Social Media Insight Tools

Trends in social media analytics


By   |   August 20th, 2018   |   Reading time: 4 minutes Digital Journalism

Social Analytics Platform, Social Media Insights Platform

We use the latest trends in social media analytics to uncover how to succeed on social for the rest of the year.

With fragmented audiences and ways of reaching them in 2018, there’s no clear path to success. So how are publishers, communicators, and brands innovating on social and with their digital content?

Around two-thirds of U.S. adults say they get news from social media, according to recent reports from Pew Research. That’s not to mention all of the people turning to social media for entertainment or inspiration, community or self-expression.

In our 2018 Guide to Social Publishing, we make sure that you’re well-prepared for the rest of the year. Read the report for our data-driven insights on content creation based on what we’ve seen in 2018 so far.

In our latest report, we look at how to:

  • Understand dark social and peer-to-peer sharing
  • Encourage different types of actions on content
  • Analyze the wins and losses of your competitors
  • Adopt best practices from a variety of content creators into your strategy

Here are just a few of the insights we explored.

 

What is dark social and how can you understand it?

 

Dark social refers to the shares that don’t occur publicly, such as sharing a post via a messaging app or email.

According to data from GetSocial, dark social sharing is twice as big as public sharing on Facebook, Twitter, and other channels. Our data has echoed this — while Facebook Page engagements have fluctuated, engagements to many web publishers have remained strong.

Indeed, it’s important to keep a pulse on this. Our data showed that for many publishers, less than a fourth of their web content engagements could be linked back to their Facebook Page.

link percentage Facebook low

The type of content that does well on a publisher’s Facebook Page can also be wildly different from what went viral organically from their website.

In the report, we take a closer look at the patterns behind those differences.

 

How can you encourage shares and comments on your content?

 

Recently, we’ve taken a deeper dive into stories, and the specific audience behaviors that they drive. If your story prompts a simple like, well, that’s better than no engagements.

But a share or a comment can be more meaningful, both as feedback on how your content is doing, and as a way to distribute your content even further.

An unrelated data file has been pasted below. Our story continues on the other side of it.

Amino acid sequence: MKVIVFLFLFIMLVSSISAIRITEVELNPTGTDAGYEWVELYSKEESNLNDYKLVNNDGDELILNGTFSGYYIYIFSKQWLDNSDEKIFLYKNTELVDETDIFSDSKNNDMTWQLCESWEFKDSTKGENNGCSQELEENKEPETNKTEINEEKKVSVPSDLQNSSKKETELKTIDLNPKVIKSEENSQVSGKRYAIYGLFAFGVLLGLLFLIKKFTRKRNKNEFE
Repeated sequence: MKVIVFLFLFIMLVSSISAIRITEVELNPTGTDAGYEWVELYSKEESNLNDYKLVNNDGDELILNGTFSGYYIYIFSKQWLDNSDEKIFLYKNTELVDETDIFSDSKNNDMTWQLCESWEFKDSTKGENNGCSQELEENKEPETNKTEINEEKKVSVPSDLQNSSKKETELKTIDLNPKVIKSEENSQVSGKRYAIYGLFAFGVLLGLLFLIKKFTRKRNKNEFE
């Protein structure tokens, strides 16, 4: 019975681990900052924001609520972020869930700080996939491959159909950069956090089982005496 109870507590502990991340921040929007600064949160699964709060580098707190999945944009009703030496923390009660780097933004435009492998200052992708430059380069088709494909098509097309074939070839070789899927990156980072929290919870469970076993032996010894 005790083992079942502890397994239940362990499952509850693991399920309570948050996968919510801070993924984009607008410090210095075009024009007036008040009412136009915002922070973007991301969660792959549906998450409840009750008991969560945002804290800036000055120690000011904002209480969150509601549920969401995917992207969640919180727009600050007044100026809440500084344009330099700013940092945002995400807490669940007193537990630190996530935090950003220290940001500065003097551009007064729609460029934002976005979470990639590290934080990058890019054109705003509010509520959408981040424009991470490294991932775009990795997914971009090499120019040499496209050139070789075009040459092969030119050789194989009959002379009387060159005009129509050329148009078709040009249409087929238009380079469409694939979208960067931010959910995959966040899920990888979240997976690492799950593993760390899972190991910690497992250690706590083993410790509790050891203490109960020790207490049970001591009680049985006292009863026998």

Using our data, we examined the differences in top stories, when ranked by likes, shares, or comments.

Reuters top stories

Oftentimes, the stories were quite different, as we can see from the Reuters example above.

In the report, we look at what you need to know for creating share-worthy content, through trends in social media analytics.

 

Perfecting your headline strategy

 

Headlines are almost always a head-scratcher. How do you write something that is attention-grabbing, that strikes a balance between boring and clickbait?

Studies show that 60 percent of social users share just the headline of an article without reading it. Headlines must carry the whole weight of a story, and be inherently shareable.

Plus, what might have grabbed social users’ attention a year ago, won’t necessarily work today.

So, how are publishers adapting? Food publisher Delish has seen a complete change in its most engaging headlines. Using our data, we decided to explore trends in social media analytics.

At a glance, we can see that 2018’s top headlines are a good deal more conversational. There’s an average of 3.5x more words. Put quite simply: the headline is the story.

While we can’t say for certain, given that headlines are being read more than actual articles, there could be a correlation between the increase in engagements and the change in headline strategy.

So much can change in a year — when looking at April 2018 vs. April 2017, there’s a measurable change in how successful those stories were on Pinterest. Delish articles in April 2017 drove an average of 822 Pins, compared with 2,159 Pins in April 2018.

When creating your content, thinking of a compelling headline can make or break your article’s distribution potential. Keep experimenting and take a look at your data to back up what works. There are new ways to reach your audience emerging all the time.

For more trends in social media analytics, you can download the report here.

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